The Softly Kinetic Tch-Tch-Tch: The Tobacco Rattle
A few weeks ago I wrote to you all about the tobacco growing prospects in my backyard and what the history of tobacco had to do with the history of viruses. You might recall that I was counseled that tobacco was a great plant teacher though there was nothing sure what that learning was going to be. Or that I would learn. That said, in the last week or two I have started to harvest my first tobacco. I’m learning about that. The leaves are currently curing in my basement but it is in the harvesting that I have started to wonder about something else.
Since mid-March I have tried to make these newsletters reflective or responsive to what is happening in the world and to somehow connect the ethos of Primal Derma and cultural restoration to that event or occurrence using it as a point of departure. The events of the last week or so in Kenosha, Portland, and elsewhere are hard to ignore and I’m not ignoring them but it is also not easy to bear witness to those events and conjure nifty little essays about culture. But what is happening with the tobacco plants in my backyard is present for me, now. So while rattles might seem interesting but superfluous in a time like this, my wish is that perhaps the small wonders in your backyards might spur a deep green wondering in you. If such homemaking skills were more at hand then maybe contending with the troubles of our time might be carried in a new way. Maybe. I don’t know.
While the oldest rattle in the world is a clay form from a Bronze Age site at the Acemhöyük excavation site in Yeşilova, Aksaray, Turkey and is about 4200 years old, there are other really old rattles that have been found around the world. At the Vengerovo-2 site in Siberia another rattle in the shape of bear head, also made of clay, is just about the same age, 4000 years old. But rattles have been found in Egyptian tombs as well.
Amazingly in New Zealand are the naturally formed Marawhenua Rattle Stones which are spheroid stones formed from two different kinds of rock that have been hollowed out over time by water leaving small stones inside which, indeed, rattle. These stones are rare but prized and were/are used ceremonially by Maori people.
Rattles are also made of gourds and wood and we know that many ancient traditions still use rattles of these kinds but because these materials biodegrade the oldest ones we know of are only a couple of hundred years old. But certainly they are quite old as well.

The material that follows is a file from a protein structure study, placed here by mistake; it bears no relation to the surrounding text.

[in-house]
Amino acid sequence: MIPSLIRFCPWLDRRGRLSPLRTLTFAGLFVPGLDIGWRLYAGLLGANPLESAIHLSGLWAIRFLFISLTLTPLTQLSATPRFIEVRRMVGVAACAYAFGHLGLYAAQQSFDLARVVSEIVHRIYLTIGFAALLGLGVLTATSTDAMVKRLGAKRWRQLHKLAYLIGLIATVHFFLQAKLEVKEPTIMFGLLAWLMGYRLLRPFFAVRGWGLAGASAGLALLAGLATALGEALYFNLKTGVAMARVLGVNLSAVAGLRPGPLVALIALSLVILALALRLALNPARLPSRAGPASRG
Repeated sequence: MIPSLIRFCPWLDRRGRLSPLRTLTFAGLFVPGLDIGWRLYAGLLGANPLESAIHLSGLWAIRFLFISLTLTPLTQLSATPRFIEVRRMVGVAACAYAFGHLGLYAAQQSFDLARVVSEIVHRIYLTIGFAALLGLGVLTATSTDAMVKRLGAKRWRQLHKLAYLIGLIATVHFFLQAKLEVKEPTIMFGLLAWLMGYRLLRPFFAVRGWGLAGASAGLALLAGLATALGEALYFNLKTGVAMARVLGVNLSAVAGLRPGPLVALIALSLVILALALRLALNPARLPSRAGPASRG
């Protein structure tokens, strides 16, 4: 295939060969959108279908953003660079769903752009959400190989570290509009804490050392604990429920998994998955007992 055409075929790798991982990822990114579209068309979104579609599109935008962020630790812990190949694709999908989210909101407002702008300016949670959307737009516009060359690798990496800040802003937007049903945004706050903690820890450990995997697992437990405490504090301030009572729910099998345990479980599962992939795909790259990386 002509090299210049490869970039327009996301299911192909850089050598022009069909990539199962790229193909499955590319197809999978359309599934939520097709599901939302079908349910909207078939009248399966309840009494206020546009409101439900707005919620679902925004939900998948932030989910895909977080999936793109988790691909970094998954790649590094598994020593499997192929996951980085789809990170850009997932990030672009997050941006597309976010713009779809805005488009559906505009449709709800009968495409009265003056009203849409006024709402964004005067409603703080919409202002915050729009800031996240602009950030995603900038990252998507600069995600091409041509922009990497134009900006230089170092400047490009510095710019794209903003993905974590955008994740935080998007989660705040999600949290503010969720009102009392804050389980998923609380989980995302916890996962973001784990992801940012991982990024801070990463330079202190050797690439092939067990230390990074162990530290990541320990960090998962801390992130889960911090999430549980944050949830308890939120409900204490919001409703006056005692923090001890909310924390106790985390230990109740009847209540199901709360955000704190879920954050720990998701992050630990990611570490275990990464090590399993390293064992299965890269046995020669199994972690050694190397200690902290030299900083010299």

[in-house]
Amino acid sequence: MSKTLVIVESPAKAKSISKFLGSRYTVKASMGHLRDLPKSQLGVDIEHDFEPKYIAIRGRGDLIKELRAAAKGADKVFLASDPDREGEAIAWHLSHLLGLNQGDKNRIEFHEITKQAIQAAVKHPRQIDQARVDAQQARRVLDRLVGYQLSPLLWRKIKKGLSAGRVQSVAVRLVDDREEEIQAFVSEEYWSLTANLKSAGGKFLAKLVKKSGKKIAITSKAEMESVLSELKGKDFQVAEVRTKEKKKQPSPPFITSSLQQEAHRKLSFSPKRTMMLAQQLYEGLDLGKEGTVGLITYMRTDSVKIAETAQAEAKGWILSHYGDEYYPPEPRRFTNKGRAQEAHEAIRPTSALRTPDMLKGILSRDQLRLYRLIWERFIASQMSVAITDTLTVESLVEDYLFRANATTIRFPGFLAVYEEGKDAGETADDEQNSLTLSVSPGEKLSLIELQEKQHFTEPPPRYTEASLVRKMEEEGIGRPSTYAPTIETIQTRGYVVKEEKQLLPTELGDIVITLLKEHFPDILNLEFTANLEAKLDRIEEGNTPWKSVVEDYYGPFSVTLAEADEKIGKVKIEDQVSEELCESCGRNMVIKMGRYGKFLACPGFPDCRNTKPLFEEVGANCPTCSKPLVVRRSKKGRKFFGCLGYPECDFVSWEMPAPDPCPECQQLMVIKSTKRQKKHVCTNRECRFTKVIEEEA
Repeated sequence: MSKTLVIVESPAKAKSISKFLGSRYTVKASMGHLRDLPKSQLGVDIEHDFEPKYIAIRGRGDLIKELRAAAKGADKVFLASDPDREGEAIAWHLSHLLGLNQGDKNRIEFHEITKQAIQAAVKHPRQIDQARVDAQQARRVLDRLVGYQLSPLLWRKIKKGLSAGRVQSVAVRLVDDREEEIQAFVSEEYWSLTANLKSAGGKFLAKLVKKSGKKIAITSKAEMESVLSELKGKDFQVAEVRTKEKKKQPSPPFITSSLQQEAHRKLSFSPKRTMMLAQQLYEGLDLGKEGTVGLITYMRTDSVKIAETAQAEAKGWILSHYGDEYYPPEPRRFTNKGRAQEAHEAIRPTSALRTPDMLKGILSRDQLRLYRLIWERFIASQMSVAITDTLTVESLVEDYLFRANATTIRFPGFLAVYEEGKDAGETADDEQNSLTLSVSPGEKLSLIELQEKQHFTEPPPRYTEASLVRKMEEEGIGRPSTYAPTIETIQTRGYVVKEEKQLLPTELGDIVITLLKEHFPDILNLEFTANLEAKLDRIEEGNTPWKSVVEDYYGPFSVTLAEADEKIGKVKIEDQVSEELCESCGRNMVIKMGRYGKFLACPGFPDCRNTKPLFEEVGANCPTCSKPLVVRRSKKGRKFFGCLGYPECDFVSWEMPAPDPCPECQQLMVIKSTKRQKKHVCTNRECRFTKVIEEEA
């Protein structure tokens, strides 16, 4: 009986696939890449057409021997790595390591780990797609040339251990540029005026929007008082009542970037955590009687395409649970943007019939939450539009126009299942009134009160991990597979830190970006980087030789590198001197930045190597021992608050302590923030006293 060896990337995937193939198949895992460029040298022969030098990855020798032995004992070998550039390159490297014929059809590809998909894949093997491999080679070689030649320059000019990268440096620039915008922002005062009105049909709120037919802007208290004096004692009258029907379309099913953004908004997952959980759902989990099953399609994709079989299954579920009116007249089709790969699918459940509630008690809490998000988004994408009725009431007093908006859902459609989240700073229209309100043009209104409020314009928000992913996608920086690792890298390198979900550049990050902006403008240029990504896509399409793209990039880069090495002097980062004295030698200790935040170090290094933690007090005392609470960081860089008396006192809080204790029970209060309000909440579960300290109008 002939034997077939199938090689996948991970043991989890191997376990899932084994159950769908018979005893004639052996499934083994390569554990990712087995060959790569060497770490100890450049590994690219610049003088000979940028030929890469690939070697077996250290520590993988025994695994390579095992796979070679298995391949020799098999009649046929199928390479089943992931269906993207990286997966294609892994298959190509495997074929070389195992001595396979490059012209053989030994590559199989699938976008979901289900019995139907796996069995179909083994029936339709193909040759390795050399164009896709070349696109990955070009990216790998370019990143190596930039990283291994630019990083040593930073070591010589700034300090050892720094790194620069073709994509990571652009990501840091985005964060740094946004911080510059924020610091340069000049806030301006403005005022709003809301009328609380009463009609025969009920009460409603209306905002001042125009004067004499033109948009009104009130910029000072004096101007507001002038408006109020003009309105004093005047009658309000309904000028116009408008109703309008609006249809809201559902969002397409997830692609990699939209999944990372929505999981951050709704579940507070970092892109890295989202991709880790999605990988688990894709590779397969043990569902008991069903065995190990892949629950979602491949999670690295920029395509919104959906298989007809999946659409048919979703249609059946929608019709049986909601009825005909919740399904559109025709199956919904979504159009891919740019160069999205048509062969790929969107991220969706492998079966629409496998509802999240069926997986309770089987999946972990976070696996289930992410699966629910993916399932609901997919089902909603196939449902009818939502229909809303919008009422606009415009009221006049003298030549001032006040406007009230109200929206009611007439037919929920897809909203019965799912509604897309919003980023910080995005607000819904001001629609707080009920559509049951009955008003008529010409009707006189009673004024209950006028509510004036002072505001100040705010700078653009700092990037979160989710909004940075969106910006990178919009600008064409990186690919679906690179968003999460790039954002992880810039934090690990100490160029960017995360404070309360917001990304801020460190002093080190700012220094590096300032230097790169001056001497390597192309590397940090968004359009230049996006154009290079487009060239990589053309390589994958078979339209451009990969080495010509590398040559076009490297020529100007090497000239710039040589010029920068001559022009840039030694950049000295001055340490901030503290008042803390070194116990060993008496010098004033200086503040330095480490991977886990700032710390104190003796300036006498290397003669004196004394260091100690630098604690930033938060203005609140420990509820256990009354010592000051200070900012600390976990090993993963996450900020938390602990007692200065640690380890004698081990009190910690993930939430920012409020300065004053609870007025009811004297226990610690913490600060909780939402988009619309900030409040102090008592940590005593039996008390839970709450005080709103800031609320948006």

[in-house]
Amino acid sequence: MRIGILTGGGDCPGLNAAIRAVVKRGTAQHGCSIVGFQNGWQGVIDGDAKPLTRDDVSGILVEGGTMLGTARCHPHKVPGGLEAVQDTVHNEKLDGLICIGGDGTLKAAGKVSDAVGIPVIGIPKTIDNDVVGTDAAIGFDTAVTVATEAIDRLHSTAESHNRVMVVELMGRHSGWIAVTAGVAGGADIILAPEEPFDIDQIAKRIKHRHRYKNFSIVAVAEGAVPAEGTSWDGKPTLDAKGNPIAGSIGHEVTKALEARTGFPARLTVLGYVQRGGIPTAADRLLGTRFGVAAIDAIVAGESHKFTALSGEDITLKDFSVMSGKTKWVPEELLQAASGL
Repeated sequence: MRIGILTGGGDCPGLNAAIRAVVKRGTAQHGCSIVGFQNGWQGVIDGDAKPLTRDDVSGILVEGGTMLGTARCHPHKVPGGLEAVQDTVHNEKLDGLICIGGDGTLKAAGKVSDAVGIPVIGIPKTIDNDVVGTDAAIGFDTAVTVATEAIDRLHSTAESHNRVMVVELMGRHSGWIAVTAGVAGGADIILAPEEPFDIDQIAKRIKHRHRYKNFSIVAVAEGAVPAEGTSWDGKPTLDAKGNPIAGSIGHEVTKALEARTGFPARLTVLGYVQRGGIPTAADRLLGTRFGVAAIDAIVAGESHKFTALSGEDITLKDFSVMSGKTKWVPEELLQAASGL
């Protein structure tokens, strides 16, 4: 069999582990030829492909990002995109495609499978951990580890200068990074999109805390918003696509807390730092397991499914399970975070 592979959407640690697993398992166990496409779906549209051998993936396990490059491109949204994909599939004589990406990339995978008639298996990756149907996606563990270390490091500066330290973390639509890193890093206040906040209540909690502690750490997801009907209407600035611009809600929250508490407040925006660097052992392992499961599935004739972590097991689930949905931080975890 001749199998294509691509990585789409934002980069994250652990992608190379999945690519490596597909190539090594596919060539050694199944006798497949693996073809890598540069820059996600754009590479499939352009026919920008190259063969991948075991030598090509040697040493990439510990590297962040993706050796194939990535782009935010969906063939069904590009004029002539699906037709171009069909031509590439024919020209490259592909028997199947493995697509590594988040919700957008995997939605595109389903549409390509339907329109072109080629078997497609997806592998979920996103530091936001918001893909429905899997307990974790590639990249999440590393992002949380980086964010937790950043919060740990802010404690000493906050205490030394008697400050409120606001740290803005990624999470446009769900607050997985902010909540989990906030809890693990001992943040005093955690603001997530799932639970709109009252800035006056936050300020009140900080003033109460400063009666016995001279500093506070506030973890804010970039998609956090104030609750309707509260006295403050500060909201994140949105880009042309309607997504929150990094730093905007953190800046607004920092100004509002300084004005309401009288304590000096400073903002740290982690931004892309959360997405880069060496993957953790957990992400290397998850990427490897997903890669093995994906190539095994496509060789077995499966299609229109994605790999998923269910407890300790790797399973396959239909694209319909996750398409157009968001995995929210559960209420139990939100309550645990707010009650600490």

While many might think of rattles as a diversion for young children nowadays the rattle, in all its forms, is even more widely spread around the world than the drum. But in many places these two are used together in religious or spiritual ceremonies. While the singular low end drum thump grounds the proceedings it’s the high pitched multi-toned percussive tinks and shakes that act as a kind of dizzying uplift of the soul that is entirely different than skin stretched across a frame
Here are two examples of pretty cool rattles
Chincha Ghana rattle
Flower Dance rattle
Why was I thinking about rattles to start with? When I was harvesting the seed pods of the tobacco for next year (all willing we get there) I pulled the stem towards me and squeezed on the thin papery jacketing of the seeds with a bag at the ready to catch them. Inside each seed pod were more seeds than I could ever, ever plant. And with each pod emptied was a puff of the sweetest and most perfect scent of tobacco I had ever smelled. Leathery, grassy, dark, and faintly sweet. But as I drew the stem towards me all the seed pods together sounded like the rattliest rattle I had ever heard. A swishing, rhythmic, softly kinetic tch-tch-tch that I found mesmeric.
Tobacco has been growing in The Americas for at least 8000 years and is revered by indigenous people all over the continents for its medicinal and ceremonial heft and being a unique plant teacher. And rattles are nearly universal in North, Central and South America. Now this part is 100% speculation. 100%. But I wonder if tobacco plants are the origins of rattles in the Americas. I mean, it can’t be, right? And yet it fits because they rattle so perfectly and beautifully that I, myself, thought “how can I get this sound to continue after I harvest the seeds?” Maybe some other people had the same thought and then started to construct different types after harvesting tobacco all those thousands of years ago.
It can’t be right but I do wonder about it.
Regardless, it is this kind of wondering that is central to the purpose of Primal Derma…that the living world might be speaking to us, directing our ways of inhabiting the world, and finding ways of compelling our thumbs and forefingers into making trembling beauty and generational meaning.
If you order Primal Derma in the next few weeks and want some tobacco seed, just put a note in your order and I’ll send some along!
And also if you have any questions or counter wonderings about this post, or any post…do write back. You’ll be responded to!
Thanks for your ongoing support.